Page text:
So, don’t leave your troubles behind as we journey to the manger... Bring them to our Savior.
That’s why he came... and that’s a reason to celebrate.
“I wait for the Lord, my soul waits, and in his word I hope; my soul waits for the Lord more than watchmen for the morning, more than watchmen for the morning.”
We live in a culture that refuses to wait. From fast food restaurants to 4G cell phones, there is a widespread assumption that waiting is weakness. We like instant gratification and demand immediate results. We fill silence with small talk. We avoid shopping lines and hate being put on hold. Waiting seems to leave us wanting, and wanting doesn’t seem to be worth the wait.
Advent is a season of waiting. We know that Christmas is coming with all of its celebration and excitement... but as for now, we wait. Throughout the Old Testament, we find Israel waiting and longing for the redemption that God promised to bring. It is in this spirit of longing that we find the psalmist crying out to the Lord from the depths of his soul. He counsels his soul to wait upon the Lord, to set his hope on the promises of God’s Word... specifically the hope that “with the Lord there is steadfast love, and with him is plentiful redemption” (v. 7). So as a man on the night watch waits with anticipation for the dawning of the morning sun, we too wait with anticipation for the dawning of the the Lord’s redemption which comes to us at the birth of Christ.
We live our lives on the other side of Christ’s coming, but the waiting has not ceased, for we still long for Christ to redeem our broken relationships, to restore our suffering bodies, to renew our joy, to reinstate the peace which only the Spirit of God can bring. Our hope is in the Lord. And so perhaps this Christmas, we need to rediscover the spiritual discipline of waiting for God, the practice of being still before the Lord in prayer and letting our soul long with anticipation for the morning rays of Christ’s redemption to reach the depths of our brokenness.
Waiting upon the Lord can feel like a fruitless exercise. Waiting in prayer often seems like a waste of precious time... and it would be a waste if our Lord Jesus had not come. But Christ has come with steadfast love and plentiful redemption. So I pray that you will anticipate with me the dawn of Christmas morning by waiting upon the Lord today.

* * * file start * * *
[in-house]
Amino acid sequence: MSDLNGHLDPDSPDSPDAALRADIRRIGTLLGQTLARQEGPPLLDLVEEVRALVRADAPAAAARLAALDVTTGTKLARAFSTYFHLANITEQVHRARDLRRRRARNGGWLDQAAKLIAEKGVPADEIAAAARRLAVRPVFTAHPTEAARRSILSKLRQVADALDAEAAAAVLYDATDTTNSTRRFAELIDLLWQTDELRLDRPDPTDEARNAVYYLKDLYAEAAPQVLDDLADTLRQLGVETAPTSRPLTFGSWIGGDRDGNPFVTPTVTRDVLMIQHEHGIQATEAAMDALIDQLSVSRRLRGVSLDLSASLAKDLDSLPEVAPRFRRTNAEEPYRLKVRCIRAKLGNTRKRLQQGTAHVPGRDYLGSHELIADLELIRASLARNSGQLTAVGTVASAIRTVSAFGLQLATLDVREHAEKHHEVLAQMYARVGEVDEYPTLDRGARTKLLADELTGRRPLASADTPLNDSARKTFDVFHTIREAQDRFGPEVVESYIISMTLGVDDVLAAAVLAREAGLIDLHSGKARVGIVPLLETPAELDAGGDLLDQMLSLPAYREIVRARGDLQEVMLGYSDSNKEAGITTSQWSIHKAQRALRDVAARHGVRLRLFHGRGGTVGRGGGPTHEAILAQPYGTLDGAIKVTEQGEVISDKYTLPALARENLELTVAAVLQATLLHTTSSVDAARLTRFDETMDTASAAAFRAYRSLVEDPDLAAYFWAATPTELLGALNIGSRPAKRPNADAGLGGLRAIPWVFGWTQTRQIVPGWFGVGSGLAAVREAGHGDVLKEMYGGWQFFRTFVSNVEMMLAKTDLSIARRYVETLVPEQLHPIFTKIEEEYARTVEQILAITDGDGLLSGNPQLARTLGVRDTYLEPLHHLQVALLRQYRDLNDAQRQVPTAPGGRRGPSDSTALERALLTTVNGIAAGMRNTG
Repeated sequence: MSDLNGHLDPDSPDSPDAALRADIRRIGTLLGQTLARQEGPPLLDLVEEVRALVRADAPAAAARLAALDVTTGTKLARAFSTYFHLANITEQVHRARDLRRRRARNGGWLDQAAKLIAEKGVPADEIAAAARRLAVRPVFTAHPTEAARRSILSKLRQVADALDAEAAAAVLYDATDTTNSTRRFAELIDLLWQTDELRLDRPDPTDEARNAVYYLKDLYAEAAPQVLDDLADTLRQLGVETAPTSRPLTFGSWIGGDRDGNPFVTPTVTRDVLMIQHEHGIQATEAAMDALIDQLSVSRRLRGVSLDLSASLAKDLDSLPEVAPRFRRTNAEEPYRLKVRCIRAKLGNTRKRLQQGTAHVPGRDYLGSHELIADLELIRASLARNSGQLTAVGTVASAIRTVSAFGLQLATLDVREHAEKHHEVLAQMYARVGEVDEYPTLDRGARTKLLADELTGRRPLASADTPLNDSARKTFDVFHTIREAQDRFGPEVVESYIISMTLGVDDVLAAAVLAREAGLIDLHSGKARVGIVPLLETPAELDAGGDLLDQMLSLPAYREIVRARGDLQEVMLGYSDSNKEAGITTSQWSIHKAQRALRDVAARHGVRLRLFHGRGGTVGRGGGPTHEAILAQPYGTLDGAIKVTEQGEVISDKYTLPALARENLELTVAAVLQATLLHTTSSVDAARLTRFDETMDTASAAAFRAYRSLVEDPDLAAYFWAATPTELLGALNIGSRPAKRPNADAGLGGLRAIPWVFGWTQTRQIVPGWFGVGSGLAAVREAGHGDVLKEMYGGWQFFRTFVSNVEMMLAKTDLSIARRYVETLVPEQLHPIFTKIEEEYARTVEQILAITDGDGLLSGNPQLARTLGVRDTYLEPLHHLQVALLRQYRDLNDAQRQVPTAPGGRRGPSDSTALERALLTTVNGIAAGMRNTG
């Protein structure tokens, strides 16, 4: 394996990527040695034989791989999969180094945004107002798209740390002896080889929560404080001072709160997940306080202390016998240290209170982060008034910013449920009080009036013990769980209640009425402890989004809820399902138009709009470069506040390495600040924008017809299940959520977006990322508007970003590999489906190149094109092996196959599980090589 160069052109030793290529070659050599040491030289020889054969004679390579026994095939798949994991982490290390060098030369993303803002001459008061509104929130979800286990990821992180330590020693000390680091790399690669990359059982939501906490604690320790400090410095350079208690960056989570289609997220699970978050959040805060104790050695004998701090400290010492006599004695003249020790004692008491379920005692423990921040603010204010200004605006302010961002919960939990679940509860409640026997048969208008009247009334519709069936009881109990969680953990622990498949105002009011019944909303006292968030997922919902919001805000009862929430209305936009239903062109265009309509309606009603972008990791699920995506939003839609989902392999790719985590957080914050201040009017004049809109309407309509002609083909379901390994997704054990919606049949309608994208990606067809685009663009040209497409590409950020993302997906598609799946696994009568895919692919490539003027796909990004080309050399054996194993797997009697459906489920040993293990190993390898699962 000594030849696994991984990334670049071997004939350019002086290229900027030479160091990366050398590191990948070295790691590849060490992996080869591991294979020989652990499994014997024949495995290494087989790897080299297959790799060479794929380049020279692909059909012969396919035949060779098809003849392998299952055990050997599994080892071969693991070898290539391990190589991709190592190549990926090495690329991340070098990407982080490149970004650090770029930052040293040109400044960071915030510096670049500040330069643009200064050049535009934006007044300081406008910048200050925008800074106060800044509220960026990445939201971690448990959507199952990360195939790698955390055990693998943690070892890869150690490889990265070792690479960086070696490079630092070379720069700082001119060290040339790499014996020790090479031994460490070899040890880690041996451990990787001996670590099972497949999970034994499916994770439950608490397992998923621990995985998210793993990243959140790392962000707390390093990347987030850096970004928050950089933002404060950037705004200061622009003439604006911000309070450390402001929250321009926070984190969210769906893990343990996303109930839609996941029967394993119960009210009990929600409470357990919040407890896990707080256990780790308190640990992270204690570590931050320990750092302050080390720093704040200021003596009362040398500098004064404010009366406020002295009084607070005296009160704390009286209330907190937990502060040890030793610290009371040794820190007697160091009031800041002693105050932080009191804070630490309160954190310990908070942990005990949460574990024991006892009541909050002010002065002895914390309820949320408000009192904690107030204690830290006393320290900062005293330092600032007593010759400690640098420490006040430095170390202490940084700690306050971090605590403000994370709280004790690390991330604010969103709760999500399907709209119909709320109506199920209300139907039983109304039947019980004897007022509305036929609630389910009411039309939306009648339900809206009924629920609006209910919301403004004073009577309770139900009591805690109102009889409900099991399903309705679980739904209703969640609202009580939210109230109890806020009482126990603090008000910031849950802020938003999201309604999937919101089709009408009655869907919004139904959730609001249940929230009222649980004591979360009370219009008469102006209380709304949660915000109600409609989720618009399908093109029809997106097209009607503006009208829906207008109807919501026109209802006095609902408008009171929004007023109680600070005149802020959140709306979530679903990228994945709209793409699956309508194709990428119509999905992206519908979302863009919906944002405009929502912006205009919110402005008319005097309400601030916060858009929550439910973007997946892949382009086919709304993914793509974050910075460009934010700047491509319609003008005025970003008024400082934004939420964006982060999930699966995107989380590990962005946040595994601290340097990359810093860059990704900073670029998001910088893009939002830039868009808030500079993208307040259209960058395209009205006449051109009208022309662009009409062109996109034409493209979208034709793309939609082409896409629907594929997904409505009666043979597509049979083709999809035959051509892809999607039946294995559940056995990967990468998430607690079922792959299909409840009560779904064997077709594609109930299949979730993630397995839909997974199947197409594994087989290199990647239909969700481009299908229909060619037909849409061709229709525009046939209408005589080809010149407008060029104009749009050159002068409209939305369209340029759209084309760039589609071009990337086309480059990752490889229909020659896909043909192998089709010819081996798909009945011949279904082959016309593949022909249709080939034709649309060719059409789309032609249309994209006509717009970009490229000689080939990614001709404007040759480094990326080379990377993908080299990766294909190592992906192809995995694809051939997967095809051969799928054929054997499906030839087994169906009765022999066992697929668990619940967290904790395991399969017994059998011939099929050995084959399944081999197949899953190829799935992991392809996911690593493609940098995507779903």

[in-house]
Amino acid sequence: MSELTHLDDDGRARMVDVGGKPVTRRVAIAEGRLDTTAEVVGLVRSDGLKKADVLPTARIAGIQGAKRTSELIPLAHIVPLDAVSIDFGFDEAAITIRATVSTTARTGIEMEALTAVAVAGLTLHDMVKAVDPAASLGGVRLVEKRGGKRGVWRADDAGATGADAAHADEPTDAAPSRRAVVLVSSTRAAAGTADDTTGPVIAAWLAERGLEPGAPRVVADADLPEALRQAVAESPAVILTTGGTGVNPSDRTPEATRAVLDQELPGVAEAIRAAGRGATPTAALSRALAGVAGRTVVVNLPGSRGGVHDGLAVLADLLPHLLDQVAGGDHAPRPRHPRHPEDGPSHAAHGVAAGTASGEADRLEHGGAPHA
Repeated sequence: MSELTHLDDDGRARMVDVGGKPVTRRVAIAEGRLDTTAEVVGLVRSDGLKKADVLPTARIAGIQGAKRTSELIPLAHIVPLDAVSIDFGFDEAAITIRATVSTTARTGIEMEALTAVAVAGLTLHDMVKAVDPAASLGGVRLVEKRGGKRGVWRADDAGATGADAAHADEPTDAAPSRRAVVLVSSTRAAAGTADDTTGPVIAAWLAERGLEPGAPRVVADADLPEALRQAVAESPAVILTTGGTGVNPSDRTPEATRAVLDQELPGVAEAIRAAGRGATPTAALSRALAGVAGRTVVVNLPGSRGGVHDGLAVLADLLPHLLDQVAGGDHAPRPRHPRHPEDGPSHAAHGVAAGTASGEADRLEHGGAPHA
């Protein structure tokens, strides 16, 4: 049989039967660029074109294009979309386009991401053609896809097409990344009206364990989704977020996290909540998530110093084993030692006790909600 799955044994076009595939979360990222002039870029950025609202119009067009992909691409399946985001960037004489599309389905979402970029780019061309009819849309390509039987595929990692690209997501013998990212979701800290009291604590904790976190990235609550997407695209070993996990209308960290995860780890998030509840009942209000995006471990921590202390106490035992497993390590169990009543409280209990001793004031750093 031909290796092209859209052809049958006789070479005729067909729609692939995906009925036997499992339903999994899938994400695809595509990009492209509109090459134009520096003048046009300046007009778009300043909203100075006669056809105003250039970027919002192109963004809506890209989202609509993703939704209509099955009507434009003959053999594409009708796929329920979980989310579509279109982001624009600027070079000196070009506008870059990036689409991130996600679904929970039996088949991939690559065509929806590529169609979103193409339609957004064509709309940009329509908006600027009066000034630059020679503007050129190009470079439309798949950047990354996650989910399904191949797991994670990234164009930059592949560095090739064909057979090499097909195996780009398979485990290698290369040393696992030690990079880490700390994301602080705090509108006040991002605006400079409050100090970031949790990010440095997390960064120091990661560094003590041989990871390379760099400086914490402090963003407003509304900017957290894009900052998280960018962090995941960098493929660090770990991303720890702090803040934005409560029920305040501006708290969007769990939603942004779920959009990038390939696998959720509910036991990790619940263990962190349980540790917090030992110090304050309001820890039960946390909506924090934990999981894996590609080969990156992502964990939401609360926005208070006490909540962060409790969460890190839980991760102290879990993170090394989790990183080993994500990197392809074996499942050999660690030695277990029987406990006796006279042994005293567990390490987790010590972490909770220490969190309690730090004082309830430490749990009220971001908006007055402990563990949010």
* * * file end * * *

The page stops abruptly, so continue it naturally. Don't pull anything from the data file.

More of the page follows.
I wait for the Lord, my soul waits....
And this waiting is worth it.
Then Moses said to God, “If I come to the people of Israel and say to them, ‘The God of your fathers has sent me to you,’ and they ask me, ‘What is his name?’ what shall I say to them?” God said to Moses, “I AM WHO I AM.” And he said, “Say this to the people of Israel, ‘I AM has sent me to you.’” Exodus 3:14-15
I find introductions to be a remarkably awkward necessity. When we meet someone new, it seems that there is an expected exchange of information. It is as if in the few brief moments of introduction we have an opportunity to define ourselves, to give ourselves a name. Perhaps we share our job title, perhaps we describe our hobbies, perhaps we make associations with family or friends... but whatever means by which we give ourselves a name, it is in an introduction that we discover who we believe we are.
God had called Moses to deliver Israel from Pharaoh’s oppression. As Moses ran through the scenario in his head, he anticipated an objection... Who is this God who is sending him... “What is his name?” At face value, the Lord’s answer to Moses seems as if it is an elusive dodge to a difficult question, but on the contrary, we find that the name God gives is deeply theological and immensely important as we discover who God is. “I AM WHO I AM” is an identity that needs no definition, for God’s existence and his identity are not dependent upon any thing or any person. He is the self-existing, eternal God, who has no beginning and has no end. God needs no introduction. God is who He is, and the simplicity of his name only points us to the complexity of his being.